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Tipline Investigation: Solvang woman struggles to kick squatter off her property

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A Solvang woman struggled to kick a squatter off her land, that's when someone contacted the local NewsChannel on her behalf.

SOLVANG, Calif. - Paulette Miller and her daughter, Erica, live on an acre of land in Solvang. Paulette’s husband, a former U.S. Marine Colonel died years ago. Since then, she’s devoted her life to church and helping the homeless.

One day in February, she noticed something strange.

"I went out into the patio and here’s an electric cord going out to the back acre and I’m like, ‘what’s this?’" said Paulette Miller.

She followed the extension cord through a gate, past a line of trees, up a hill, to the back of her property and discovered the other end was connected to a live-in trailer. Paulette said she started to cry and confronted the man inside.

“And he said, ‘Well, I was going to ask your permission, but I knew you’d say no,’" described Paulette.

“He had it delivered to our backyard without our permission, without us knowing,” said Erica Miller.

A Solvang woman struggled to kick a squatter off her land, that's when someone contacted the local NewsChannel on her behalf.

The Millers said the man was an acquaintance of a person renting a room at their house. As it turns out, the two men had met in prison.

The Millers said they didn’t see the trailer at first because there’s a separate entrance in the back which has a Do Not Enter sign and because a row of trees blocks the view from the main part of the house.

The Millers said they asked him to leave.

“He was very polite and said he would remove it within three days,” said Erica.

But the Millers said that didn’t happen. They kept asking him to leave and when he didn’t they called the Sheriff. A deputy came out, but the guy wasn’t there at the time. The Millers said the deputy suggested they start the eviction process.

“We have to do a civil situation, like hire a lawyer, but we don’t have enough money for that. I know it’s very expensive and a long process,” said Erica.

Instead, they wrote up their own 30-day notice to vacate and posted it on the trailer door. That was in March. 

“He read it and everything and then he wrote me a letter saying that he was going to move out within two weeks and he said a lot of stuff in that letter,” said Erica.

In that letter the guy promises to be out in two weeks. He also admits to using drugs, specifically meth. Two days later, Governor Newsom issued the stay-at-home directive to stop COVID-19. The Millers said the guy then refused to leave claiming they couldn’t kick him out because of the Governor’s order.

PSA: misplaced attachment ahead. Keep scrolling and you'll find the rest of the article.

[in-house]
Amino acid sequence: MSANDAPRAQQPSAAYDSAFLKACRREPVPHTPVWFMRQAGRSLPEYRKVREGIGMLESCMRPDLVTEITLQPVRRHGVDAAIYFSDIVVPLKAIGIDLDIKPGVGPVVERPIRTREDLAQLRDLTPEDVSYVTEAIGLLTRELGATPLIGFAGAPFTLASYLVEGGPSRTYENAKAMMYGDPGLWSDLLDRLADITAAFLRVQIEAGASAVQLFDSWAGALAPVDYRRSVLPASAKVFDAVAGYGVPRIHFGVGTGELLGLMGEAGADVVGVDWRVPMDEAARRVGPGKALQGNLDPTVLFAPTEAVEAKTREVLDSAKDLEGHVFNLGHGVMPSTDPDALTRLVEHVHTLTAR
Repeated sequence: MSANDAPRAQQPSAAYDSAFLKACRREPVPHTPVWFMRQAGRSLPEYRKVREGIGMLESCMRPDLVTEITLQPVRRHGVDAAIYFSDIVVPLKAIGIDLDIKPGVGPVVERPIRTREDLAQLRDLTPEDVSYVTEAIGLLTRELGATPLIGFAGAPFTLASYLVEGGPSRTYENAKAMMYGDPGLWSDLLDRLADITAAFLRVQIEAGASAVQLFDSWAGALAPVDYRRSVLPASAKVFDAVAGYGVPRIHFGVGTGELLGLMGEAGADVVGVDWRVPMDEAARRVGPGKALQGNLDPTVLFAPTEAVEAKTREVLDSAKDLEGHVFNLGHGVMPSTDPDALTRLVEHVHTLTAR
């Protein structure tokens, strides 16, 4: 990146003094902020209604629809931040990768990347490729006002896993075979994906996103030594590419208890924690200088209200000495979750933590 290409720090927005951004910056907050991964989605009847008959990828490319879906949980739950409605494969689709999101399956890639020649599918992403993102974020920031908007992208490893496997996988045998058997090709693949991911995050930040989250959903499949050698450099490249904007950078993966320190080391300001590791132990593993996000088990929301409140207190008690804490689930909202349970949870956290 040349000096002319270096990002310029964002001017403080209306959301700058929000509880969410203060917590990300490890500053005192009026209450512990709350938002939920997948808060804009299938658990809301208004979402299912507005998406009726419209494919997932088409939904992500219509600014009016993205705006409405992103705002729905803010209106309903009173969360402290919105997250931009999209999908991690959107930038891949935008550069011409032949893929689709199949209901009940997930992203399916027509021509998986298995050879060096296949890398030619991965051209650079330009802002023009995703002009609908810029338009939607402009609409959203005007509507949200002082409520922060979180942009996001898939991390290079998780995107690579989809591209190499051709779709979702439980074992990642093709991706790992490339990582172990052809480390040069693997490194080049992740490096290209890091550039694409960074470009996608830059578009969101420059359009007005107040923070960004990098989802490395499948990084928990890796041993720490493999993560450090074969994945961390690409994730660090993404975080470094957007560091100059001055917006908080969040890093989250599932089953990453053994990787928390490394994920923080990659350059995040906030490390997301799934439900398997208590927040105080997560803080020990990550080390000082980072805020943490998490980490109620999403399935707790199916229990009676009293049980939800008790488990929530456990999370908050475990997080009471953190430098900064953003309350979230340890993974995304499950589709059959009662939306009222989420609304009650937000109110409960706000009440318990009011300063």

About the same time, Erica said they noticed he had connected a hose to their house and was using their water.

“I told him he couldn’t and he came down and he was yelling and swearing at us because we weren’t going to let him use the water,” said Erica.

The Miller’s told us they can hardly afford the water and electricity they use. At one point, Erica posted about their nightmare on facebook and she said they received hundreds of responses of support. One of those people apparently called The NewsChannel and that’s how we got involved.

We did some digging and quickly found out the guy in the trailer has a long criminal record which includes guns, violence and drugs. The Miller’s admit they knew he’d been in trouble with law before, but they didn’t know the full extent until we told them.

“We don’t want the guy to get mad and maybe retaliate against us or anything,” said Erica.

They were scared, who wouldn’t be? So we came up with a carefully drafted plan and we contacted the Sheriff’s Office to let them know what we were doing just in case.

We helped the Miller’s draft a forceful, straight-to-the-point letter which gave the guy one week to vacate. It also included my cell phone number if he had any questions about the story I was working on.. and a sheriff’s deputy stopped by a few more times.

The guy never called me, but he did get out by the deadline and the Miller’s say he was cordial as he left.

“I couldn’t believe, after all the struggles we had and all the time we spent trying to convince him to leave, that you got him to leave in a week. It was just awesome and with complete politeness and no hassle, nothin’. It was just amazing. I can’t thank you enough, seriously, seriously,” said Paulette.

You’ve probably noticed that we haven’t identified the guy in the trailer. There are a couple of reasons for that, he left quietly this time and we would like to keep it that way for the Miller's sake.

Also, he admits what he did was wrong and that he’s trying to turn his life around. He has a new business. We really hope this is a new beginning for him.

We would also like to thank Santa Barbara County Sheriff’s officials for their help. Specifically, Sgt. Woodill, Senior Deputy Kurowski and Public Information Officer Raquel Zick. Besides stopping by the house to check on the Miller's, they were also contacting social service groups hoping to find a place where this guy could go. Fortunately, the guy in the trailer figured out on his own where to go next.

If you have a problem and need help call our NewsChannel Tipline at 805-882-3903. Leave a message with as much detail as possible. Please understand that we get so many calls, emails and social media requests, we can't get back to everyone. We apologize but we try to reply to as many people as possible.

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C.J. Ward

C.J. Ward is the evening anchor for KEYT News Channel 3 and the station’s lead investigative reporter. To learn more about C.J., click here

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